Another morning, another pier walk under a clear sky, the shadow lengths already halved while the sun continued to rise towards the upper meridian transit of the solar noon.
A fresh breeze dropped the ambient six degrees to more like four. And I photographed six things that caught my eye.
I brought a 70-200 mm lens with a circular polariser, hoping to take simple photos with intense colours. I knew the doors, the blank on a blue bandstand and the library brickwork, things I see most days, usually dimly lit under cloudy skies. Today they were luminous.
The sea offered me views of an island and ferry together with the suggestion of a breaking wave.
I enjoyed the clear skies as I watched Mars last night. It’s not that long since some thought they could see canals. The canals were merely illusions caused by the chance alignment of craters and other natural surface features seen in telescopes near the limit of resolution. I thought of a paragraph from the last chapter of James Lovelock’s Novacene. He wrote:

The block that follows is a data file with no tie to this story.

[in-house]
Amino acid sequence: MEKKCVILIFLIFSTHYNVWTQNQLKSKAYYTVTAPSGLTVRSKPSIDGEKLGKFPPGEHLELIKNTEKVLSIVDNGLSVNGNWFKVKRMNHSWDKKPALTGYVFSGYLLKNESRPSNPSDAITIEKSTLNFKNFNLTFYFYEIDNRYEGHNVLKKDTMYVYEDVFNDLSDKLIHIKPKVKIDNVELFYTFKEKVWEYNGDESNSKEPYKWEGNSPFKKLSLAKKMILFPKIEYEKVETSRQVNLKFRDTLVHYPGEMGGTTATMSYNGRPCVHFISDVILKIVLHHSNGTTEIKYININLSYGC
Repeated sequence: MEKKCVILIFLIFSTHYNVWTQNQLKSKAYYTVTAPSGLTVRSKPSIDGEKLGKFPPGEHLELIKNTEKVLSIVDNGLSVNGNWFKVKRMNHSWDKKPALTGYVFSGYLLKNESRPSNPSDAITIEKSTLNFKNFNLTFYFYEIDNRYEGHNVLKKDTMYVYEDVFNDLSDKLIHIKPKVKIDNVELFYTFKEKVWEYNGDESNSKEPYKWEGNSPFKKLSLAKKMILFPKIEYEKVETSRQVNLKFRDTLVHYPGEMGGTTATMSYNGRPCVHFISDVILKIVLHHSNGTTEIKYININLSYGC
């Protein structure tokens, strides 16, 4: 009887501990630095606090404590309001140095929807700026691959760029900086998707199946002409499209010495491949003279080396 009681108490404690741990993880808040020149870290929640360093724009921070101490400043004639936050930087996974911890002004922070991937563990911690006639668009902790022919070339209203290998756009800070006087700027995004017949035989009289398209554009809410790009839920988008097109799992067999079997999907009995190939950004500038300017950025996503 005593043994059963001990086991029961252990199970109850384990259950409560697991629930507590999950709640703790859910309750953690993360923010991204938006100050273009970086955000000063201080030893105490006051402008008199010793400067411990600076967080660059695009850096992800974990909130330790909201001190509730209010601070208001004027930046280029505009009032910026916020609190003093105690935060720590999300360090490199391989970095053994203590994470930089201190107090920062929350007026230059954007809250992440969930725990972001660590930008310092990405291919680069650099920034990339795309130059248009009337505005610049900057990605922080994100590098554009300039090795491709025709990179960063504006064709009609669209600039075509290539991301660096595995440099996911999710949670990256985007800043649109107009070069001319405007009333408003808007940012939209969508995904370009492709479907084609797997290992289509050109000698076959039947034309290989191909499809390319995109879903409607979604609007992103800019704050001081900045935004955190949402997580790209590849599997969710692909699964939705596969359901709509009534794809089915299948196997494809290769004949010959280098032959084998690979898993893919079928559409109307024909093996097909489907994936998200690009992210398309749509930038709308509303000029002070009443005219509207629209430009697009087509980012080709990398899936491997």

‘Now, when I look at out across the sea at night and see the red planet in the sky, it gives me quite a thrill to know that two pieces of hardware I designed sit there in the Martian desert. In 1977 they worked and did their job of helping to show just how lifeless our sibling planet was.’